In our lifetime, certainly in your son’s lifetime, there will be another three billion people living on the planet—the equivalent of two more Chinas. There’s not much argument about this. How will we feed them and how will they have enough water? At the same time farmland is disappearing as urbanization increases. So the challenge is: How do we produce more on fewer acres of arable land?
Improving productivity is the only answer. There are those who argue for keeping everything as it is and hoping for the best, but that is not sustainable. We are among those who see a tremendous opportunity in trying to shift the slope of the productivity curve in increasing yields of key crops. That’s what our scientists—about 3,500 researchers, of which one–fourth are PhDs—wake up every morning thinking about.
How will Monsanto’s efforts move the needle on a challenge of this magnitude?
We’ve moved the needle a good bit already. We’ve improved the base seed itself. Civilization has been improving traits for thousands of years. We’re getting there quicker by improving the genetics. It’s like breeding Thoroughbred racehorses. We’ve just advanced the capacity to yieldmore.
We spend $1 billion a year on R&D, and half of that goes to improving the genetics of that seed. For example, we’re building genetic street maps of certain seeds that allow one to predict with greater accuracy what the attributes will be. It permits having better–performing, better–quality seed that’s more attuned to the environment that it gets planted into.
The other 50 cents of the R&D dollar goes to biotechnology. This may involve, for example, the fight against weeds and bugs. Further into the future, the focus will increasingly be on water usage. In North America, agriculture gargles its way through 70 percent of the area’s supply of fresh water. In Africa, that figure rises to 90 percent, and often to 95 percent. So creating crops that require less water to grow and using fertilizer more efficiently will improve yield. That’s the next chapter for the company.
So is drought tolerance the equivalent of your Lipitor or Viagra?
It has the capacity to be a blockbuster, to use your pharmaceutical example. We haven’t made any projections, but it would be in the $1 billion–plus range.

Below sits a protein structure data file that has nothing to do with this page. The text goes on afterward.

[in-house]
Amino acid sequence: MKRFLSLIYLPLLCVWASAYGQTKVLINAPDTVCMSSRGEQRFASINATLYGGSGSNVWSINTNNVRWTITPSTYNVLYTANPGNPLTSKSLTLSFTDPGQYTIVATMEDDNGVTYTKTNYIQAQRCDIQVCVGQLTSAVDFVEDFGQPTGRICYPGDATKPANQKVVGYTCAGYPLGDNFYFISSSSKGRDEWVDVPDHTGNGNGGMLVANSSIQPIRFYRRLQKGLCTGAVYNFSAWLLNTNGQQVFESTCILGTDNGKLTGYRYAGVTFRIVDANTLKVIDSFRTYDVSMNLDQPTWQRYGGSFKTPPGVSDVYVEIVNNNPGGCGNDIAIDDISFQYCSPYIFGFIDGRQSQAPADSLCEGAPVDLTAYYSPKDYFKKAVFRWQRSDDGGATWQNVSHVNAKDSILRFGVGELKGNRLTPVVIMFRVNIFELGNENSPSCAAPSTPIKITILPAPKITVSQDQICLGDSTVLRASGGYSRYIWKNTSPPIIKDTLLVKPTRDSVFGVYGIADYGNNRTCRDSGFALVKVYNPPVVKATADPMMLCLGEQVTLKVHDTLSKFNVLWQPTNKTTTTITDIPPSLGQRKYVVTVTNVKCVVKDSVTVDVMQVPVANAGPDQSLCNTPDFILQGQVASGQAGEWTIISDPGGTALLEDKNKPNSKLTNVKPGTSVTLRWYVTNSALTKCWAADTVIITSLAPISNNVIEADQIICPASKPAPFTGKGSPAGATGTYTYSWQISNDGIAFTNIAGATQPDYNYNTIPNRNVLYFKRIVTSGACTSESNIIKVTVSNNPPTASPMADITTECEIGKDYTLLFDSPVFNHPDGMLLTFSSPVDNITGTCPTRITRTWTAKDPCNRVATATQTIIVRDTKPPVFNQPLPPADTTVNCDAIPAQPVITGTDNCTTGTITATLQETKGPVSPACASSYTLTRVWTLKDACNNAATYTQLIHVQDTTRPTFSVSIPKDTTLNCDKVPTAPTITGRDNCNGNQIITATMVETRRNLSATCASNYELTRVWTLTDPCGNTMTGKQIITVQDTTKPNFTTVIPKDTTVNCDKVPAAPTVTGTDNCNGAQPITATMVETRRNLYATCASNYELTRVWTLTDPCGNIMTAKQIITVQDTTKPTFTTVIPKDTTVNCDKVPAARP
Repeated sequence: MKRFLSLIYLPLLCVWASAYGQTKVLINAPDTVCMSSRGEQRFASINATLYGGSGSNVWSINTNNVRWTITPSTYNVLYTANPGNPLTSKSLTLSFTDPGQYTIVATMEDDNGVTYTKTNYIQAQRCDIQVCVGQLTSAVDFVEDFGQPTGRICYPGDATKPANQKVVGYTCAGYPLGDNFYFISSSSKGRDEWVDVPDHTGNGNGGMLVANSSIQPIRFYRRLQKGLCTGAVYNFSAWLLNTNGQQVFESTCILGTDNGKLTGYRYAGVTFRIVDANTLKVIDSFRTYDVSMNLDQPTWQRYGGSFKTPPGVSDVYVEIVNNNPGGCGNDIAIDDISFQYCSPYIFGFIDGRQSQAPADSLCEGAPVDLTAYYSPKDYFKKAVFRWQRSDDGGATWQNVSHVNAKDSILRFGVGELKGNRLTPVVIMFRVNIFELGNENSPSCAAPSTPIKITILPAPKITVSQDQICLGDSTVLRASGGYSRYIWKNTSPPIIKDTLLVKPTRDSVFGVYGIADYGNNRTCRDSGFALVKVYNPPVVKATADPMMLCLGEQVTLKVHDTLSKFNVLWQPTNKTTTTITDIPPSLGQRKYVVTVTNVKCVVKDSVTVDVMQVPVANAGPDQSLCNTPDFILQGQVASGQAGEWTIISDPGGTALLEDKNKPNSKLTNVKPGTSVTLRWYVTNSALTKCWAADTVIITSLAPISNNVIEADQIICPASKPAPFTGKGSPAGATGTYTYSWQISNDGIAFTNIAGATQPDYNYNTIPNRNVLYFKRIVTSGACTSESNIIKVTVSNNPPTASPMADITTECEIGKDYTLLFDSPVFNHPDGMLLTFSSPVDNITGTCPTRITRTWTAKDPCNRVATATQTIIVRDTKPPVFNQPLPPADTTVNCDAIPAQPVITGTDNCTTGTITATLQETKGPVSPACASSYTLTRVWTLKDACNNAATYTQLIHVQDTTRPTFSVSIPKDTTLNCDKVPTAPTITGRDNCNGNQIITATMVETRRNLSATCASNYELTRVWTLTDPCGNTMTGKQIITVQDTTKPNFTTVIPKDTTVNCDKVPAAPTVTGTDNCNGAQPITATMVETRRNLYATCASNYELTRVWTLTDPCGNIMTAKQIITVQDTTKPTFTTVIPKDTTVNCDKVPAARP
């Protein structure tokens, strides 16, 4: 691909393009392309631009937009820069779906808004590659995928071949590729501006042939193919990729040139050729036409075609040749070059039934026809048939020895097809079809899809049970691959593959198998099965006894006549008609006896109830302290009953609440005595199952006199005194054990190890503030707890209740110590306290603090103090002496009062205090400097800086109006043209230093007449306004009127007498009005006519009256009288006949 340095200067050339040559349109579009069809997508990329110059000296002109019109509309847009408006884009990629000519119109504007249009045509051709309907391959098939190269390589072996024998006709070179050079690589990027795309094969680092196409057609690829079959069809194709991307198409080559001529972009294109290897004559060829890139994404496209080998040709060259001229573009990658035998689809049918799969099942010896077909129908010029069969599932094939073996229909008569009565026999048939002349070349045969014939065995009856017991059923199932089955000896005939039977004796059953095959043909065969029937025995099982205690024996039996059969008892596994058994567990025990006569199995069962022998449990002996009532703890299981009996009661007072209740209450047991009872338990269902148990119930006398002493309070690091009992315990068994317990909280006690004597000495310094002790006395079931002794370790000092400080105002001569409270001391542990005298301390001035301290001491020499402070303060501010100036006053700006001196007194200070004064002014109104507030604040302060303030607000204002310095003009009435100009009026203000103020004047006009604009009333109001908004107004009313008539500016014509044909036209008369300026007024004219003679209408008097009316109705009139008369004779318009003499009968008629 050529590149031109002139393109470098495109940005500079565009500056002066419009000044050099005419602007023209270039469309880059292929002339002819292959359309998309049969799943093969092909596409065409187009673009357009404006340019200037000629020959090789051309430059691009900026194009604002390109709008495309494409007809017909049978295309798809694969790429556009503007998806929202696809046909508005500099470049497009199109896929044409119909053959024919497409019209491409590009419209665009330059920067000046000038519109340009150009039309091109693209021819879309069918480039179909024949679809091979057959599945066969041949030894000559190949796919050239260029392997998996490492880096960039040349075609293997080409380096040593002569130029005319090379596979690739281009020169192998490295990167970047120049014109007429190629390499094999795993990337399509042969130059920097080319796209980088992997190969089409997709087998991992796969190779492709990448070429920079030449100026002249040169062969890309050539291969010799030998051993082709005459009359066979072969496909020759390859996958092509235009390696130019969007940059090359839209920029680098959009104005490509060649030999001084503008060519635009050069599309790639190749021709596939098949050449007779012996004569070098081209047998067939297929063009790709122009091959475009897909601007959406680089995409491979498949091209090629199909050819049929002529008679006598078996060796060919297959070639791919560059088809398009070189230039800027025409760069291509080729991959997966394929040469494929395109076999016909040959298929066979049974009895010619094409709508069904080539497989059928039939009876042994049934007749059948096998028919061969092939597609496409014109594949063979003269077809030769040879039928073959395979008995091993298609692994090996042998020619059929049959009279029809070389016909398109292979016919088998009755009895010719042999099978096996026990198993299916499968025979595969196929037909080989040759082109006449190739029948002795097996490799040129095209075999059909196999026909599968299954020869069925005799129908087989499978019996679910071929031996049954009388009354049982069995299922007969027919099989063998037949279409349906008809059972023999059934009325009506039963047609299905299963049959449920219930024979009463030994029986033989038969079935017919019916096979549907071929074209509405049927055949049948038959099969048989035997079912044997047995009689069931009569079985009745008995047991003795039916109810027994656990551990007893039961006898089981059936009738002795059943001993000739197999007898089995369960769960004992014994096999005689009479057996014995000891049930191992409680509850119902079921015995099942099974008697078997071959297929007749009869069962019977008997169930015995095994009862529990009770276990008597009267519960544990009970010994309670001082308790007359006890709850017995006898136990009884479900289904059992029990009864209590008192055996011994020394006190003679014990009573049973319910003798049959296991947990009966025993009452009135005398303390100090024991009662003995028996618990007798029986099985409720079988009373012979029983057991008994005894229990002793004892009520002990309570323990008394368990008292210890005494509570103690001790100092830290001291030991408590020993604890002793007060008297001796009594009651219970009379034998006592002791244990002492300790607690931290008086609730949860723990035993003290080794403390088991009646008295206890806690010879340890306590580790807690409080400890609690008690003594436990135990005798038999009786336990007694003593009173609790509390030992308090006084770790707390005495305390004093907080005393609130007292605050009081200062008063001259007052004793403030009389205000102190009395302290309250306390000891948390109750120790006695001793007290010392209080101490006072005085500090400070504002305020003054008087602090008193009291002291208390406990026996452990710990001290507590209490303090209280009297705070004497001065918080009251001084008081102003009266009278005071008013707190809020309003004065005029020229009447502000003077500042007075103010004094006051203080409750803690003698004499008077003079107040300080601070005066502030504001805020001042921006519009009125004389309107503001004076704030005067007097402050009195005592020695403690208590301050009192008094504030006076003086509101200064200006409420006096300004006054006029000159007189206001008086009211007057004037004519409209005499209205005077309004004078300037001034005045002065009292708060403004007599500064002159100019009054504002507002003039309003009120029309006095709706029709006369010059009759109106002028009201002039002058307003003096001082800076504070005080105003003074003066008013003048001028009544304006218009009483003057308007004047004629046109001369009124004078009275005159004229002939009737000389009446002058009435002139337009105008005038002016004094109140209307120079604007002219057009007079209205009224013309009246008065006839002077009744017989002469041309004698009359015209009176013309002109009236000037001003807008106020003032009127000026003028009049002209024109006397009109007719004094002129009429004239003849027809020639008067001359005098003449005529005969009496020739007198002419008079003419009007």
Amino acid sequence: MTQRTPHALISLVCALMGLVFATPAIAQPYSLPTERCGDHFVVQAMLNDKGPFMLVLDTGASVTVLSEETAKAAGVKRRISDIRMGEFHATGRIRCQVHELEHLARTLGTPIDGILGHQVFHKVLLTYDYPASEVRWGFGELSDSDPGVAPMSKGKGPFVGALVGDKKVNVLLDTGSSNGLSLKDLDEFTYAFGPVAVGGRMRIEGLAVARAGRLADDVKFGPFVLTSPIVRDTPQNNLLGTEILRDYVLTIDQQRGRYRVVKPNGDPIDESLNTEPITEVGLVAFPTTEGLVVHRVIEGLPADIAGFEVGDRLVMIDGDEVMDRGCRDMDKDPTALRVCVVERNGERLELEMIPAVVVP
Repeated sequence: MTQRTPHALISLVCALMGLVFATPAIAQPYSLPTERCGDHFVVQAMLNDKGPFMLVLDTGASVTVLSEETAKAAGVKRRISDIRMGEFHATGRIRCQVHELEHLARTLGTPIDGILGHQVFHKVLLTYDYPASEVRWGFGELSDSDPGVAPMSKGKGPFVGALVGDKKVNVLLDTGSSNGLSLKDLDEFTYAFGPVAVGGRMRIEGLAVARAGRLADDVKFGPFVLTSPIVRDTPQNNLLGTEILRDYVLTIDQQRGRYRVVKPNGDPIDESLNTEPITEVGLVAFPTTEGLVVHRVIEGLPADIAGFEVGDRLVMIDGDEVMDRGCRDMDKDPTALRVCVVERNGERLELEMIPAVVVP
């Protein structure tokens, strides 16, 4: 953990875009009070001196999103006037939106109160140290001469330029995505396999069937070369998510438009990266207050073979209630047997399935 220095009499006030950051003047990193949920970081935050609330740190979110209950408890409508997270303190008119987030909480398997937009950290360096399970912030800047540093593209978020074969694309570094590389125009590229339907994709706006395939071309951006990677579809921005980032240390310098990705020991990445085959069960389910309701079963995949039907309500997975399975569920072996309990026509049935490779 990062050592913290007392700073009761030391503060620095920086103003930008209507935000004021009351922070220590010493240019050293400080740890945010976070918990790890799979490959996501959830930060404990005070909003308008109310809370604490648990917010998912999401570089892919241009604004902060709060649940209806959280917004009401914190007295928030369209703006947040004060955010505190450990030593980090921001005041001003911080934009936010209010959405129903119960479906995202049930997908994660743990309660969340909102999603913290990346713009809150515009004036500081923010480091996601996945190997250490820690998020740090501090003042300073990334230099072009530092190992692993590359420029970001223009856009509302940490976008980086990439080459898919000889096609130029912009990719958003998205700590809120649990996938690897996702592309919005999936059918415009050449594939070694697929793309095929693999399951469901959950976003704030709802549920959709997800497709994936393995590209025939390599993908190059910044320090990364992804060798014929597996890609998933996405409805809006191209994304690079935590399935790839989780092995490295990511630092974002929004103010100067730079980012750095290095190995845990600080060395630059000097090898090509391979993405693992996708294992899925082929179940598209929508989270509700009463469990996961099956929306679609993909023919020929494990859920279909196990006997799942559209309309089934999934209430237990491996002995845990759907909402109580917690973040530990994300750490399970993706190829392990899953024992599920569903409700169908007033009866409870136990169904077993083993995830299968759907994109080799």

The learning from the pharmaceutical industry is to work out how to share one’s product at the early stage with people who aren’t able to pay you for it. Three years ago, we started to work with a team at the University of Nebraska on this. The need for drought–tolerant crops is most acute in sub–Saharan Africa, where the climate is hot and the shortage of water is acute. We donated the technology to an NGO on the ground in Africa that comes out of USAID, that will guide villagers on its use. Both the Gates Foundation and Warren Buffett’s son, Howard Buffett, who’s a farmer just across the river here, who kicked in $47 million, have helped. A product that will move the needle will be launched, probably in three years, in Africa.
Spending $1 billion on R&D, you have considerable intellectual property to protect, and, considering that you charge a premium for seeds, how do you convince farmers they’re worth the extra cost?
Simple. You have to deliver yield on the farm. The sophistication of the grower has increased enormously. The grower is running a combine, a John Deere equipped with a computer with a satellite uplink, through his fields that gives him accurate yield data on every square yard. This is the norm, not the exception. He knows the yield and gross margin right away. If your product can provide an incremental yield improvement, you’re invited back next spring. If you don’t, then you’re not. We sell technology solutions to a grower who grows globally traded commodities. It’s absolutely focused on efficiency leverage.
Yes, but as Intel’s Andy Grove used to point out, one’s technology lead is never permanent. Syngenta, for example, is introducing a drought–tolerant product. How do you maintain a lead and a price premium?
That’s the key question, because it’s an increasingly crowded and competitive space. That’s the nature of this business. Growers are discerning customers, focused on functionality. The way you stay ahead is through the strength of your technology. Hence the 11 biotech advancements in our R&D pipeline. In addition to the drought–tolerant corn, we have drought–tolerant cotton. We’re developing insect–protected soybeans, where the protection is within the seed itself. We’re working on high–yielding corn aimed at boosting the potential of corn hybrids. Also, we’re working on corn that uses nitrogen more efficiently, giving farmers more choices.
Products that deliver consistently on farms will provide the competitive edge. Despite an increasingly crowded field, our products yield better. The increment of yield translates into premium price position. It’s that basic.
Speaking of feedback, some analysts contend that due to increasingly aggressive low–cost competition, Monsanto has been unable in recent quarters to increase market share in some of its businesses, forcing a change in core strategy. Explain what has happened recently and what it means for the future.